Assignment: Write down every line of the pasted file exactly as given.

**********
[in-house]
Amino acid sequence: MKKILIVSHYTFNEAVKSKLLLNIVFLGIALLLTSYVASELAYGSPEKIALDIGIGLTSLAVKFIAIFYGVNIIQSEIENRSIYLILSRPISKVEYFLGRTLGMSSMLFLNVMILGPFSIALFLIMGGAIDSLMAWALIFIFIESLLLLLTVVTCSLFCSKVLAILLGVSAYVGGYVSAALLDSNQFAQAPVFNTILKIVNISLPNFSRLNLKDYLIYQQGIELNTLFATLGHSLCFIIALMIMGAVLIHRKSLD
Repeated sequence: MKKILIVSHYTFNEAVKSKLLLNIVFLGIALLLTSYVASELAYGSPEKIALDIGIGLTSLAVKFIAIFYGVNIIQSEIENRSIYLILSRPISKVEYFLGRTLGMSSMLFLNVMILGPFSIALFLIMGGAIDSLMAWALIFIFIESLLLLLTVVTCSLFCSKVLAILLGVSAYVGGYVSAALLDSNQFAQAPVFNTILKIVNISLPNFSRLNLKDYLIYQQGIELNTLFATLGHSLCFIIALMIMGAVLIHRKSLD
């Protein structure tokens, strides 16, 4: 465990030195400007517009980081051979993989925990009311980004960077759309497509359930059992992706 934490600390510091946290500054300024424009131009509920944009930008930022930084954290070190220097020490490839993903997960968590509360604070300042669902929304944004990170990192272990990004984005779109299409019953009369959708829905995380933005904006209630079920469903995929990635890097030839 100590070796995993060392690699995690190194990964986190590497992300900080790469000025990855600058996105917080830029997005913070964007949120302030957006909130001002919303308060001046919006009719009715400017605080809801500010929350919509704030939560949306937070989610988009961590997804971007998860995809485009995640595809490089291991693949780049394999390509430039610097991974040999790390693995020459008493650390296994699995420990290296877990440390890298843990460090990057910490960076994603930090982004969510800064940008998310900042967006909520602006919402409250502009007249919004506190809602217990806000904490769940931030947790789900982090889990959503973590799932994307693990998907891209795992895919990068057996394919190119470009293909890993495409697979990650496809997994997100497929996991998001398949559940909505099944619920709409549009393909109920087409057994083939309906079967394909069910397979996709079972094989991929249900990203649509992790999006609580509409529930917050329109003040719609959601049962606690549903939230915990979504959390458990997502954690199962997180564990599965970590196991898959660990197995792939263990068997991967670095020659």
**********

[in-house]
Amino acid sequence: MKKILIVSHYTFNEAVKSKLLLNIVFLGIALLLTSYVASELAYGSPEKIALDIGIGLTSLAVKFIAIFYGVNIIQSEIENRSIYLILSRPISKVEYFLGRTLGMSSMLFLNVMILGPFSIALFLIMGGAIDSLMAWALIFIFIESLLLLLTVVTCSLFCSKVLAILLGVSAYVGGYVSAALLDSNQFAQAPVFNTILKIVNISLPNFSRLNLKDYLIYQQGIELNTLFATLGHSLCFIIALMIMGAVLIHRKSLD
Repeated sequence: MKKILIVSHYTFNEAVKSKLLLNIVFLGIALLLTSYVASELAYGSPEKIALDIGIGLTSLAVKFIAIFYGVNIIQSEIENRSIYLILSRPISKVEYFLGRTLGMSSMLFLNVMILGPFSIALFLIMGGAIDSLMAWALIFIFIESLLLLLTVVTCSLFCSKVLAILLGVSAYVGGYVSAALLDSNQFAQAPVFNTILKIVNISLPNFSRLNLKDYLIYQQGIELNTLFATLGHSLCFIIALMIMGAVLIHRKSLD
């Protein structure tokens, strides 16, 4: 465990030195400007517009980081051979993989925990009311980004960077759309497509359930059992992706 934490600390510091946290500054300024424009131009509920944009930008930022930084954290070190220097020490490839993903997960968590509360604070300042669902929304944004990170990192272990990004984005779109299409019953009369959708829905995380933005904006209630079920469903995929990635890097030839 100590070796995993060392690699995690190194990964986190590497992300900080790469000025990855600058996105917080830029997005913070964007949120302030957006909130001002919303308060001046919006009719009715400017605080809801500010929350919509704030939560949306937070989610988009961590997804971007998860995809485009995640595809490089291991693949780049394999390509430039610097991974040999790390693995020459008493650390296994699995420990290296877990440390890298843990460090990057910490960076994603930090982004969510800064940008998310900042967006909520602006919402409250502009007249919004506190809602217990806000904490769940931030947790789900982090889990959503973590799932994307693990998907891209795992895919990068057996394919190119470009293909890993495409697979990650496809997994997100497929996991998001398949559940909505099944619920709409549009393909109920087409057994083939309906079967394909069910397979996709079972094989991929249900990203649509992790999006609580509409529930917050329109003040719609959601049962606690549903939230915990979504959390458990997502954690199962997180564990599965970590196991898959660990197995792939263990068997991967670095020659």